In the end, the history doesn't necessarily matter as much as the content.  There are only so many ways to move the human body, and most (all?) ancient cultures featured some form of wrestling, boxing, and weapon-use, and must be the forebears of all martial arts.  Today martial arts have significant areas of overlap.

Getting back to the original question, it doesn't bother me.  Such a question is usually evidence of innocent ignorance on the part of the questioner, and nothing malicious.  Most (all?) martial arts practitioners tire of being asked how their "karate" or "taekwondo" (or whatever the flavor-of-the-month style is) is going, by well-meaning but martial arts illiterate family members or friends, who are merely trying to "show an interest" or make small-talk.

Interestingly, now that there are so many schools teaching Brazilian Jiu-jitsu, Japanese Jiu-jitsu may be gaining in cachet because of its relative scarcity.  I do get enquiries from people specifically seeking it out, and that's often a good sign.  On the other hand, some people assume that all Jiu-jitsu is Brazilian Jiu-jitsu, but these are quite quickly dispelled.

I wonder how many people think that soccer is originally from Brazil, too.

Tuesday, March 09, 2010

Hip throws or loin throws?

The hip throws are the most powerful throws in judo, but the term "hip" is somewhat misleading, referring as it does to the joint connecting the top of the femur (bone of the upper leg) to the pelvis, and the surrounding region.

A more accurate term is loin, not in the sense of "loin cloth" or "fruit of his loins", but rather in the sense of sirloin steak, or tenderloin:
In human anatomy the term "loin" or "loins" refers to the side of the human body below the rib cage to just below the pelvis.  It is frequently used to reference the general area below the ribs. -- Wikipedia
This area -- which can also be described as the lower torso, "the core" or even "the guts" -- has as its focal point the body's center of mass, known as hara or tanden in Japanese, and dantien in Chinese.  With reference to this point Feldenkrais writes in his book, Higher Judo, Ground Work:
All movement of the co-ordinated Master is so performed that one point of his body, lying below his navel and situated vertically above the center of pressure of the standing foot, describes a simple curve at the crucial moment of any throw, or rotates only.
Something to work towards.

Monday, March 08, 2010

E.J. Harrison on Judo

"I should explain here that the underlying purpose of Judo is to enable a physically weaker person to defend himself against a physically stronger opponent, alike in mimic combat on the mats of the Dojo or exercise hall and in a genuine struggle for survival outside it. 
Other things equal it is simply axiomatic to say that the stronger man must eventually win, but seeing that not infrequently the relatively poorer physique of one man is largely offset by his superior intelligence, skill, and agility, he may conceivably prove the victor in contest with his physically more powerful antagonist.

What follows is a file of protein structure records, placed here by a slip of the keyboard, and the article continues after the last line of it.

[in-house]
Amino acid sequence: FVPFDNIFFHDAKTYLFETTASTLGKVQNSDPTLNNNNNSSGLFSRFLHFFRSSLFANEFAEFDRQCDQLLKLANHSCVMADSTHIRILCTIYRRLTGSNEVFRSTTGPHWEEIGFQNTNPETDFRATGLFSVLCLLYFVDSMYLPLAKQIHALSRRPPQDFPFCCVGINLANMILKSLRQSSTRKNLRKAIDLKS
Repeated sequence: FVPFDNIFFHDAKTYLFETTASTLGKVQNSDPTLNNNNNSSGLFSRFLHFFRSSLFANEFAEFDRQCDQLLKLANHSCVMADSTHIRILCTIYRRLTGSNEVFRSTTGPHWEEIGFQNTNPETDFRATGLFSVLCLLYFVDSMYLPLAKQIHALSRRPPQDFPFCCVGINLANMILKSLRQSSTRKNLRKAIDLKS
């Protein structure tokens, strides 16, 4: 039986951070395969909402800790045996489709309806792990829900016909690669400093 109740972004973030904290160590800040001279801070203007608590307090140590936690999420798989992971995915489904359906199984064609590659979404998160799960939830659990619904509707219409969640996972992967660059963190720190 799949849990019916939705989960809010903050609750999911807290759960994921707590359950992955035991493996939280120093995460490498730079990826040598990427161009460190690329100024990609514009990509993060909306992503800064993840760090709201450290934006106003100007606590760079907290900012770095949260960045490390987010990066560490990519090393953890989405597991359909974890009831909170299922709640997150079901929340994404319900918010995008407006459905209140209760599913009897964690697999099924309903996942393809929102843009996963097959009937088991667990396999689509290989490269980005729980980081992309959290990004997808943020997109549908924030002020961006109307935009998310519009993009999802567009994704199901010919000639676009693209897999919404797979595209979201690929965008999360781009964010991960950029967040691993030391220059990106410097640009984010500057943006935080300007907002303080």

And admitting that there are always numerous gradations of sheer bodily strength among the pupils of any Dojo, the cumulative effect of assiduous study and practice of Judo is bound in the end to convert even a veritable tyro weakling into a physically vigorous and technically skilled Judoka." -- E.J. Harrison, Manual of Judo

Astonishing tiger footage

The club where I started my training in jiu-jitsu is called Tora-do ryu; translation: "Way of the tiger school".  Here's a clip that shows a bit of what a real tigress can do:

Stealth, speed, huge leap, balance, intent: wow!

Snippets from the back-story:
The 25-year-old mahout, Satya Pegu, who was badly lacerated, lost three fingers on his left hand, is in a hospital in Dibrugarh. Doctors are worried about the onset of gangrene and may have to amputate his left palm.

Reconstruction of events and a video taken by the divisional forest officer, R.K.Das, graphically show how Joymala pinned down the tigress with her foot as it was trying to get up and attack the officers who had fallen on the ground.

The team cautiously moved towards it and could get to almost 20 feet where she was growling away. Bodo could see her clearly and took a shot at it with the dart gun. The dart missed her and this enraged her so much that she charged and took a “flying” leap on to the elephant’s head. “I have not seen something as dramatic as this,” Vivek Menon, executive director WTI, who recently saw the footage, said. “I could never imagine that a tiger could so effortlessly leap from the ground on to an adult elephant’s head, which is at least 12 feet above the ground,” he said.

more details...
Notice how the tigress grabs the ground and pulls herself forward with her front legs.  Even though humans have only one pair of feet, we can do a bit of that too.  It's a good exercise (and good exercise) to play with that grabbing and pulling action while walking around.